Sramana Mitra: This is a very common scenario in technologies trying to start their first ventures. They end up building technology, which essentially turns out to be a solution looking for a problem to solve. How did you maneuver out of that situation?
Michael Sikorsky: As you’re in that situation, you can feel it but you can’t connect. Whatever you have, people just don’t want, but they’re willing to keep talking to you because they somehow can sense the value. They can somehow sense that you have some expertise. Through that, all of a sudden, opportunities emerged where essentially, people who were working with us who were business owners were then giving me feedback like, “What you really need to do is say that this part of the framework is for e-commerce engines. This is how e-commerce engines can plug it in.” Another would say, “You need to take this piece and this piece and chop it out of the framework, and call that X.” I would say being phenomenally open and phenomenally coachable was important because I think of it as just swimming in the ecosystem. You start to hear which way to go.
Sramana Mitra: Who coached you through that transition?
Michael Sikorsky: Clients. People who recognized that there was value in us, but couldn’t quite figure out what we were trying to sell and how the business would work. Somehow, they would buy our product. They would actually buy our framework and say to me, “I don’t even know why I’m buying this. We want just your brains to help us out.” They work with us. Because they have been in business for years, they become natural or implied mentors.
Sramana Mitra: How long was it from that point when you started getting feedback from clients were you able to reposition the product and pivot to something that had product-market fit?
Michael Sikorsky: The actual period was 18 months. I would never forget that.
Sramana Mitra: That’s a very critical 18 months, right?
Michael Sikorsky: Yes. It actually should have only taken about six weeks.
Sramana Mitra: If you knew what you were doing, it would have taken six weeks.
Michael Sikorsky: We had spent so much time on this. The desire of the people in the firm was to try and keep going. In fact, it was a natural fight that I actually had with my partner. I’m trying to be hyper-specific. We had a huge fight. I was like, “This isn’t working. The only reason people are buying our software is they want access to our brains. That’s not how we are going to build the business.” That was my words almost verbatim. I was like, “I know you’re not supportive of this but I’m taking a few guys off the team and we’re going to try and carve off some of these ideas that people have been giving me.” I think there’re three of us. We were only about 20 people.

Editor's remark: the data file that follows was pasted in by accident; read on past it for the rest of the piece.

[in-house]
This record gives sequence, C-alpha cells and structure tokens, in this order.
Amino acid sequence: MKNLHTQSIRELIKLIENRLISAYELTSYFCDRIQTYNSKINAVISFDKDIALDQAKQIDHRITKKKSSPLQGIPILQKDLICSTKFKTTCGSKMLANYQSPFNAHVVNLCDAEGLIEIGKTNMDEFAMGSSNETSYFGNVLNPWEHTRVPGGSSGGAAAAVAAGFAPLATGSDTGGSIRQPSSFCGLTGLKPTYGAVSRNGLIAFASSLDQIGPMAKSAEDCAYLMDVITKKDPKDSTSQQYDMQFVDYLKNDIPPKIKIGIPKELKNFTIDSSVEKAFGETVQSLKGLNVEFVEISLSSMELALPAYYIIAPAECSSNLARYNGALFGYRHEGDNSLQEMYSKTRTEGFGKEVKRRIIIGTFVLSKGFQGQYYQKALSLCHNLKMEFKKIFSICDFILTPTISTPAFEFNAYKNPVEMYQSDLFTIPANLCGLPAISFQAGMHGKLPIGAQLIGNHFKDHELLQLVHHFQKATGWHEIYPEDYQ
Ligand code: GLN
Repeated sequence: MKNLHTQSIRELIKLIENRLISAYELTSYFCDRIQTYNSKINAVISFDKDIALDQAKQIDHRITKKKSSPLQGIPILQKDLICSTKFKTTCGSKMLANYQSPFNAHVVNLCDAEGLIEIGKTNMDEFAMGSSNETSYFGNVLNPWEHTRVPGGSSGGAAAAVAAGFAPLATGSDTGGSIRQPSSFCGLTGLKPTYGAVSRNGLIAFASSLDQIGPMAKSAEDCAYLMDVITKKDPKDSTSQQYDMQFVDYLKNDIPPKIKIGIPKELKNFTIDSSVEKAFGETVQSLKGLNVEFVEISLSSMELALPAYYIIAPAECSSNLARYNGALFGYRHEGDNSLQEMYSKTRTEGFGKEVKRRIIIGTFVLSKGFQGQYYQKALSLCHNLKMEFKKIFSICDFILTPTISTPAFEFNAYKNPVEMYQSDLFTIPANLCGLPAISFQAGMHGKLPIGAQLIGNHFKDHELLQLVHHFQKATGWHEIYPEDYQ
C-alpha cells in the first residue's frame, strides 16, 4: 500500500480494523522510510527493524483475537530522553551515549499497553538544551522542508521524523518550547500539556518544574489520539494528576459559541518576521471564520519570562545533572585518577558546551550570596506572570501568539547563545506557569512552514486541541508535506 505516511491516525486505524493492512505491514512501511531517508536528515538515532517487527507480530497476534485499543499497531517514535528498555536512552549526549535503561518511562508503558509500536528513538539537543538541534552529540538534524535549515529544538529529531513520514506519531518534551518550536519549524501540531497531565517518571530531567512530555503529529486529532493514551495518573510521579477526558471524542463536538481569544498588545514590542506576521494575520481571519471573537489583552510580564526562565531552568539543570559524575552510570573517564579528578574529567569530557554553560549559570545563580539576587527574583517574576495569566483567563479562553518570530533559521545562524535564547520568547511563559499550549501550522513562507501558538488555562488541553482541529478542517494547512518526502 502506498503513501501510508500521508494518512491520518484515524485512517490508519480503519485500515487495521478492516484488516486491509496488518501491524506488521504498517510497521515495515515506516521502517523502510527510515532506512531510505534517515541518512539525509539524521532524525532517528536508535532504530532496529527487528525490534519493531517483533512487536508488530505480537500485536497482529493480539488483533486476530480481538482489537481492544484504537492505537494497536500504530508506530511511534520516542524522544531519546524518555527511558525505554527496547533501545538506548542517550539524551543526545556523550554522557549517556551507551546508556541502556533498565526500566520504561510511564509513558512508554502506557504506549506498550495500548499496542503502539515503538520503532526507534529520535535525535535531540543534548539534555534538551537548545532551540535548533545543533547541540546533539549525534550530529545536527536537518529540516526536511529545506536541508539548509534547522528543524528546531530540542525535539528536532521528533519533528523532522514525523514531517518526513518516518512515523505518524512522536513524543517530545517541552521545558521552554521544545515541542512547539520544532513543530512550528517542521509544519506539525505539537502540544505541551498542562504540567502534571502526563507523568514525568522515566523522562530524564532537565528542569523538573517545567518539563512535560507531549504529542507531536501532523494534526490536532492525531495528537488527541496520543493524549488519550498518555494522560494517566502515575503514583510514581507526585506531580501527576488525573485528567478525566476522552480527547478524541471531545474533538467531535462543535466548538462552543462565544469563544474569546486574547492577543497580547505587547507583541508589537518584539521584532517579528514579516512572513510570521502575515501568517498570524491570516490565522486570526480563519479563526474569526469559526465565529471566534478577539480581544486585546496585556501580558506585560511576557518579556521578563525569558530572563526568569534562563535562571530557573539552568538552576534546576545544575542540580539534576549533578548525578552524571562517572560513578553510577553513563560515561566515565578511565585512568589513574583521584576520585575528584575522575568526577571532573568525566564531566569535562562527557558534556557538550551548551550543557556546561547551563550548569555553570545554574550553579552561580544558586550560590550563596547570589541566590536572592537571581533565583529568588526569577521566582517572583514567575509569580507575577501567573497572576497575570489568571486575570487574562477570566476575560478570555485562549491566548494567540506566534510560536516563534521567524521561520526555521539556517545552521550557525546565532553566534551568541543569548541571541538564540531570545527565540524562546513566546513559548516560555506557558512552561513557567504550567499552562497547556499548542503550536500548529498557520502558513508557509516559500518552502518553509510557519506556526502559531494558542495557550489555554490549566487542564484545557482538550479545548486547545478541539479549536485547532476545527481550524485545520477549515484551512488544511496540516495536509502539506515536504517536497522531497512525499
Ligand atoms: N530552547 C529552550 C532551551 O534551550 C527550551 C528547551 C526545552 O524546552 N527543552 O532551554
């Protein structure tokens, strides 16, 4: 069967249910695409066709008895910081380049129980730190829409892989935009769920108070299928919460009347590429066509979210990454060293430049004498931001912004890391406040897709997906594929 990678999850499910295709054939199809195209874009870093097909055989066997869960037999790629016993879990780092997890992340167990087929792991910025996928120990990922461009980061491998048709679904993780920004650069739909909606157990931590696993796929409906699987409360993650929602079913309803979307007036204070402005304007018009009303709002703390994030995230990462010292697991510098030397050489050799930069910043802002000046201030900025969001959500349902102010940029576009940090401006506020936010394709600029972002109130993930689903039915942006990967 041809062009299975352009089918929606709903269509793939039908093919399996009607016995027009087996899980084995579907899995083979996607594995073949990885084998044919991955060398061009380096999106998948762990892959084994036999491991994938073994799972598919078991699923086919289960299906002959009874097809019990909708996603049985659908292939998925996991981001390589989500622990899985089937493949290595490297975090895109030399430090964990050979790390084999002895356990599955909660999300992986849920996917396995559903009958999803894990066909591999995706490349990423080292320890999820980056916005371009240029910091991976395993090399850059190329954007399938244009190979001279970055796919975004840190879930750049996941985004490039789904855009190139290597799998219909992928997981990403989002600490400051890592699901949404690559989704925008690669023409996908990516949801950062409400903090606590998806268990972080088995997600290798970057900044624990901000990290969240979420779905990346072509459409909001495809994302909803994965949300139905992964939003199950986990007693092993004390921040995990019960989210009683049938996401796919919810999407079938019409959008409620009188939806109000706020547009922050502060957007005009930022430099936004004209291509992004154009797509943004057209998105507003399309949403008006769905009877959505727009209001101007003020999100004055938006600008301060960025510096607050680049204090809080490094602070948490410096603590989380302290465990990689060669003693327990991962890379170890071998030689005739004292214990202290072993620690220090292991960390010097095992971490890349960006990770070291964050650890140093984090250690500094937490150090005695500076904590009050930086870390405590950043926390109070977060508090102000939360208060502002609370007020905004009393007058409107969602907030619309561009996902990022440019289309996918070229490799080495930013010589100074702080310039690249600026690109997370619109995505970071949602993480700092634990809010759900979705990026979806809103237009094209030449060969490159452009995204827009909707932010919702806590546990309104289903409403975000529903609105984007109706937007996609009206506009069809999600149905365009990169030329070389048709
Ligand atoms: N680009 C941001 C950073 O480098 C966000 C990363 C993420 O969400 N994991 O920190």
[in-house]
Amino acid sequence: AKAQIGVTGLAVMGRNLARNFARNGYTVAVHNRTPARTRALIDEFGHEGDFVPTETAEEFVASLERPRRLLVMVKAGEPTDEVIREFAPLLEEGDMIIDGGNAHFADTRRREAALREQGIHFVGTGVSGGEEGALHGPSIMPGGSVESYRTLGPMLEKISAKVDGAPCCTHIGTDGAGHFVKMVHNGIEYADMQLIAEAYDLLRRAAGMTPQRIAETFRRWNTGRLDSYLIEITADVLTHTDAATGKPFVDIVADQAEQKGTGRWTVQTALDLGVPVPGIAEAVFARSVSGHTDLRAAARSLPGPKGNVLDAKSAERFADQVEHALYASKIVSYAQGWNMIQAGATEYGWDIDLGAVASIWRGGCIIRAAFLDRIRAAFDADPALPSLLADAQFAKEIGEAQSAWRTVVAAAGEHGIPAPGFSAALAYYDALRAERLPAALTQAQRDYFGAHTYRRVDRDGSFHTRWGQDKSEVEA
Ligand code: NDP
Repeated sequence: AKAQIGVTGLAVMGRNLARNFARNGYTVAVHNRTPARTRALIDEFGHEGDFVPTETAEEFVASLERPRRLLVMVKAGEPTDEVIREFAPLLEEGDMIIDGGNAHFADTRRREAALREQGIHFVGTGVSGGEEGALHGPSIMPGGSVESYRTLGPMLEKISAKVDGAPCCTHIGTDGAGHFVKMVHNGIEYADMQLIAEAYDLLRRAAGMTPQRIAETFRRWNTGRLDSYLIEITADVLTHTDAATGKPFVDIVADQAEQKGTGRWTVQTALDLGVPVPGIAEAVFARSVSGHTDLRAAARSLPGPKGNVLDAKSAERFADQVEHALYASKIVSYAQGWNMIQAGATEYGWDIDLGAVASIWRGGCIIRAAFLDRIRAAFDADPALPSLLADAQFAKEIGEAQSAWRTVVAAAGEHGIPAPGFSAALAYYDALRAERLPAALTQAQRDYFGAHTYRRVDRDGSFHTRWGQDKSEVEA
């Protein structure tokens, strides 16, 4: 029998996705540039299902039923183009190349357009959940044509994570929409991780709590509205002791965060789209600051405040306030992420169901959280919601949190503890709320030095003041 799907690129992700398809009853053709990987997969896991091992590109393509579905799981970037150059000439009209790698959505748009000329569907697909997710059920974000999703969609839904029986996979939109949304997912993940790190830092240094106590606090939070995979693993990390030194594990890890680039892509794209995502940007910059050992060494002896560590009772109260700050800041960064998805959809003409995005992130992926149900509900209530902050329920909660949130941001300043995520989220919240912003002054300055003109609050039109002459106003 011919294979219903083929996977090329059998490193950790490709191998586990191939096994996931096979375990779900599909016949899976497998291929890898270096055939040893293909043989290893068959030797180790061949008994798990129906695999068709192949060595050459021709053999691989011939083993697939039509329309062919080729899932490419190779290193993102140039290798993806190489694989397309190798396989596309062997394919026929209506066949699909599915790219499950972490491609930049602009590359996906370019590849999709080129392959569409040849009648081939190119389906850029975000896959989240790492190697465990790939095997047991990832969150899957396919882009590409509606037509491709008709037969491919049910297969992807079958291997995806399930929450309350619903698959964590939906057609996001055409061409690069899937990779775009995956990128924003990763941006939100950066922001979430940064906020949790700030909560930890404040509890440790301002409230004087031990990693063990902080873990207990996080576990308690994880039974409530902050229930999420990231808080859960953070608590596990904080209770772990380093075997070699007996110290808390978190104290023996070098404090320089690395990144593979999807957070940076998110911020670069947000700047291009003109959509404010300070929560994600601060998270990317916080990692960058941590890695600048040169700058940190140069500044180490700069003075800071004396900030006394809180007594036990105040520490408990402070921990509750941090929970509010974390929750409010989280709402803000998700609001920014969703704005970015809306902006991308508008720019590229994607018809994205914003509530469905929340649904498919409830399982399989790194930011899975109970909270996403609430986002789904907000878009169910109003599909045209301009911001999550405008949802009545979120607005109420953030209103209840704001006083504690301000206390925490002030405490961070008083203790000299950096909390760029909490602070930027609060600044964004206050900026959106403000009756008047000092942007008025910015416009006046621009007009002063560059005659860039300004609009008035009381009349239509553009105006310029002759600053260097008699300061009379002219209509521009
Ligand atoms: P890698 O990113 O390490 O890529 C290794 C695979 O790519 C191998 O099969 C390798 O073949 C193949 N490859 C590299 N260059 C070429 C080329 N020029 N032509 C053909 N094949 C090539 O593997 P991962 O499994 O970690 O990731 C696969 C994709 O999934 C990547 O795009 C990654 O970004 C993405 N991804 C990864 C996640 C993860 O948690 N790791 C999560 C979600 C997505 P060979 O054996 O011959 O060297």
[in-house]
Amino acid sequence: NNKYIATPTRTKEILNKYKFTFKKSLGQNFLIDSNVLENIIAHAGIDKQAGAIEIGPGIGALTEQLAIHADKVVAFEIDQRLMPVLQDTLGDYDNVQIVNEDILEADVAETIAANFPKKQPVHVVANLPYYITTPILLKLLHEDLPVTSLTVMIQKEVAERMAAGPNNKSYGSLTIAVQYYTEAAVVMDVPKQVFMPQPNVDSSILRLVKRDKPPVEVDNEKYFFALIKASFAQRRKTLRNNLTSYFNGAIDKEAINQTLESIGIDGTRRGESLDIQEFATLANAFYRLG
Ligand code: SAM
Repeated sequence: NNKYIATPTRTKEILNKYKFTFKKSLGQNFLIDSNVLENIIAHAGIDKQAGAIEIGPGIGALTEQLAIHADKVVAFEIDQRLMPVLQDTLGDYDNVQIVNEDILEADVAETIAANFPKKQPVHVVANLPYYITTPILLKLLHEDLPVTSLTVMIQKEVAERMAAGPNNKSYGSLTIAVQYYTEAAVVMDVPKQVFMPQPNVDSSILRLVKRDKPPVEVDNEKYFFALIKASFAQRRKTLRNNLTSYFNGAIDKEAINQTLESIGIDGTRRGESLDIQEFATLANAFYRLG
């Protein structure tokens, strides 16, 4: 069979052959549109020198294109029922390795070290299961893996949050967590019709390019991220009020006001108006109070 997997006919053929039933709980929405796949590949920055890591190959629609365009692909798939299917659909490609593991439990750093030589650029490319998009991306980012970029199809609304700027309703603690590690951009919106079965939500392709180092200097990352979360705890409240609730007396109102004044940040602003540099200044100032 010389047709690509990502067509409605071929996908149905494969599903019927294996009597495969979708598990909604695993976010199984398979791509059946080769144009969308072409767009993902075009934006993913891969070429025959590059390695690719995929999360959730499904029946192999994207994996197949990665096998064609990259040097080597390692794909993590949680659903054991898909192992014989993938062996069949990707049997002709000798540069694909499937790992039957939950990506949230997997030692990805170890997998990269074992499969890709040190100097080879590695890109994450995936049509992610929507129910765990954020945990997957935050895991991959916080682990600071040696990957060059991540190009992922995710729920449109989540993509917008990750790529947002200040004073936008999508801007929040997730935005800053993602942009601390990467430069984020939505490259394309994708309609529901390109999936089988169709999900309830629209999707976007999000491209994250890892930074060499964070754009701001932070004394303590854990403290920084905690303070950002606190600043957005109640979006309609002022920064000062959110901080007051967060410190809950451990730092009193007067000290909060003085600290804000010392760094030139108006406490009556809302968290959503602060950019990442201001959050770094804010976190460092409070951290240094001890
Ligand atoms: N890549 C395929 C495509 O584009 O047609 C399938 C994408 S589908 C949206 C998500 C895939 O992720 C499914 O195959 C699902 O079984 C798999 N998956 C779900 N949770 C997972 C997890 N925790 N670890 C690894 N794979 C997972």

We started to take these things that people had recognized as deeply valuable as toolset and frame them up so that they would make sense in a product. We took a piece of out of Jayboh and called it LF5. LF5 was a very specific GUI for remotely looking and knowing what’s going on with your web application. Anyone that deployed web applications to any of their clients or to their own customer wanted to be able to monitor and remotely view logs turned out to be a problem everybody had. Of course, we had that built into our stack but no one wanted all of our crappy framework. We wanted that piece. We carved that piece out and put it for sale. It was day seven or day nine when I got an email from Daemler Crysler. At that time, I think it was Babble Fish. You can convert something. I was converting this and I realized that it was a purchase order for 1,700 units. That was the difference. That was the day that everything changed in the business.
Sramana Mitra: This is what year?
Michael Sikorsky: This is 1999 to 2000.
Sramana Mitra: How much revenue did you do that year?
Michael Sikorsky: We started to grow exponentially and then we were bought by a US firm.
Sramana Mitra: How much revenue did you do that year before getting bought?
Michael Sikorsky: I think we were nothing before. We were surviving off investor dollars. We were on a run rate to maybe $5 million to $8 million.